Now, I, and other Trump voters are all of a kind, according to our betters. All privileged white guys, all racists, sexists, Nazis, KKK etc. So, fuck you.
This is Obama's legacy.

Steve M. Galbraith said...

So disobeying a lawful court order is wrong today?
Yesterday you were all about Ross Parks.


Parks was a private citizen. Moore was an elected official who swore to uphold the law.

If one thinks it's okay for elected officials to ignore the Constitution and law then the complaints about Obama ignoring immigration laws and the Constitution with his DACA order are hollow.

MrCharlie2 said...

Wow, Roy Bean for Senate

Steve M. Galbraith said...

Moore's win does prove that the Trump supporters don't just mindlessly follow him.

Whether that's good or bad is another matter.

I am surprised at the margin of victory. Strange was a lousy candidate and Moore is certainly charismatic. But ideologically there's not much difference. Both will support Trump's agenda with no questions asked. So why Moore?

Ron Winkleheimer said...

You're correct to point out that the Trump-populist right is adopting grievance appeal tactics.

The left set the rules. Its all identity politics all the time. The nation has degenerated to the point that only 1/3rd of Americans can identify the three branches of government. Most can't even tell you what one of the rights identified by the 1st amendment are. University students want to curtail free speech with which they disagree by calling it "hate speech." They further argue that use of force to curtail speech is not only justified, but moral. Its kinda hard to have Lincoln/Douglas debates when your opposition shows up with acid and baseball bats convinced that you are moral monsters who don't really merit a hearing. And don't have any idea what the hell Lincoln/Douglas debates means anyway.

That might work on a small minority, but not when the opposition is at least half the population and occupies most of the landmass of the country.

And the politicians simply refuse to address the concerns of at least half of the country. Or openly hope for them to die more quickly so that the government can adopt a more amenable electorate.

The situation is inherently unstable. Something had to give. And that is what is happening now.

Brookzene said...

You're correct to point out that the Trump-populist right is adopting grievance appeal tactics. You should acknowledge that in this they're just playing catch up to the Left's well-established, and unfortunately often-successful, pattern.

A lot of Trump voters motivation was voting against Hillary. Some Trump voters voted because of one promise or another. I voted against Hillary, for school choice, and hoping un-employed people would get back to work.Growing up, I knew people in "the projects" going to bad schools. I was unskilled and desperate for work at one point in my life. I can relate to those people.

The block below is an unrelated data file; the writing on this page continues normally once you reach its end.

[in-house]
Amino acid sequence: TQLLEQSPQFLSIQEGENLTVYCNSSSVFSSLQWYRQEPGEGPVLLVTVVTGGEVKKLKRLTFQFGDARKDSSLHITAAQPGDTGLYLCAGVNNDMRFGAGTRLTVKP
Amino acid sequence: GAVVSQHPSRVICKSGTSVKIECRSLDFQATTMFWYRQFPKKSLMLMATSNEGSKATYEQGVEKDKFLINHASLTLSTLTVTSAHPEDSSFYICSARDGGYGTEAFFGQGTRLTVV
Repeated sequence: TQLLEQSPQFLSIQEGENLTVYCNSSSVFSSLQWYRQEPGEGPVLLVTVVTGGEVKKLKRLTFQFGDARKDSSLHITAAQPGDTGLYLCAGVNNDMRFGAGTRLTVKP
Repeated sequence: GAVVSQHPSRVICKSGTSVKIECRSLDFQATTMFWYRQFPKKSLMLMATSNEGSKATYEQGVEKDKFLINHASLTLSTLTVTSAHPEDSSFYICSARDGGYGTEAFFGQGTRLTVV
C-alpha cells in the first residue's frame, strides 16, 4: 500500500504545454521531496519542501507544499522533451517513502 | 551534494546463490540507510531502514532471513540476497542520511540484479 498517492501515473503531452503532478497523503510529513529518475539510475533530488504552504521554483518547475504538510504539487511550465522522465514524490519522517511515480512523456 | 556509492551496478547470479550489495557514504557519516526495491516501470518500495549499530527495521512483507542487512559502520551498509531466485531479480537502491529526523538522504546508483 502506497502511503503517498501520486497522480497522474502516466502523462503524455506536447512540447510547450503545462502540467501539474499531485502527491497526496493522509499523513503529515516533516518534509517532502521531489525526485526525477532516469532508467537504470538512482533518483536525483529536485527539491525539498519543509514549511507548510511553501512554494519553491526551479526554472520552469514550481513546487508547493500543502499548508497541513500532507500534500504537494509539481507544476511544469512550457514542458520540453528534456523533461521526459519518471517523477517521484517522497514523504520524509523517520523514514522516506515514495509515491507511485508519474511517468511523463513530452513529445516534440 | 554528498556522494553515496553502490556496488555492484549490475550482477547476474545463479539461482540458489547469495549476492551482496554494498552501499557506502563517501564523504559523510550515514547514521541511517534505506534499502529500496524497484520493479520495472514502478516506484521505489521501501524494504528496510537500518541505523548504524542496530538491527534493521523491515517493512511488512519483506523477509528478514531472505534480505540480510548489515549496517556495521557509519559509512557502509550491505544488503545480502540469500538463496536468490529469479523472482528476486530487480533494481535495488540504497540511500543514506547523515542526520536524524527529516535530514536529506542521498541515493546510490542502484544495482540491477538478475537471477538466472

Now, I, and other Trump voters are all of a kind, according to our betters. All privileged white guys, all racists, sexists, Nazis, KKK etc. So, fuck you.
This is Obama's legacy.


This is a pretty fascinating post. And I don't really have anything to say about it at the moment, other than I get this, and it's impressive. And you know I'm really not on board with it, but it's a pretty eloquent explanation.

What I confess I don't understand is why Hillary is so vehemently hated. I understand why she's not liked or desired but I don't get the visceral component, or the level of hatred. I'm missing something there, and probably a lot of people are. Or not: maybe my liberal friends can explain it to me.

Birkel said...

And the Justices promise to uphold the law and yet 4 of them inexorably vote the Democrat side without fail. The politicization of the Court is the one thing nobody may resist?

You assume too much.

And, no. I am not arguing my personal preferences.

Ron Winkleheimer said...

It's also why I'm surprised that Moore won. At least by the margin he did.

A lot of people think Strange was appointed to the Senate seat by the then Gov to get him out of the state legislature and thus stopping a probe of wrong doing by the Gov. (I don't understand why anyone would want to be the governor of Alabama, its seems to be 50/50 odds that you'll end up in prison.) Add to that that Moore supporters are enthusiastic (fanatical) and so are going to show up to vote for their guy while Strange supporters were "meh" or actually just voting against Moore. And the commercials the Senate Leadership Fund ran were sooooooooo stupid. They showed no understanding of the state or the political situation. They tried to tar Moore as weak on the 2nd amendment, a career politician, and a fat cat feeding off the public trough. In the meantime they tried to portray "Big Luther" as such a man of the people that he cain't nohow comb all the hayseed out of his hair. And of course, the Senate Leadership Fund (Mitch McConnell) trying to buy the election pissed a lot of people off.

Meade said...

Big Mike said...

@Althouse, go look up "preference cascade." Here's the way Glenn Reynolds described it;

"In short, average people behave the way they think they ought to, even though that behavior might not reflect their own personal feelings. Given a sufficient "A-HA!" moment when they discover that their personal feelings are shared by a large portion of the population their behavioral may change dramatically." (from Quora)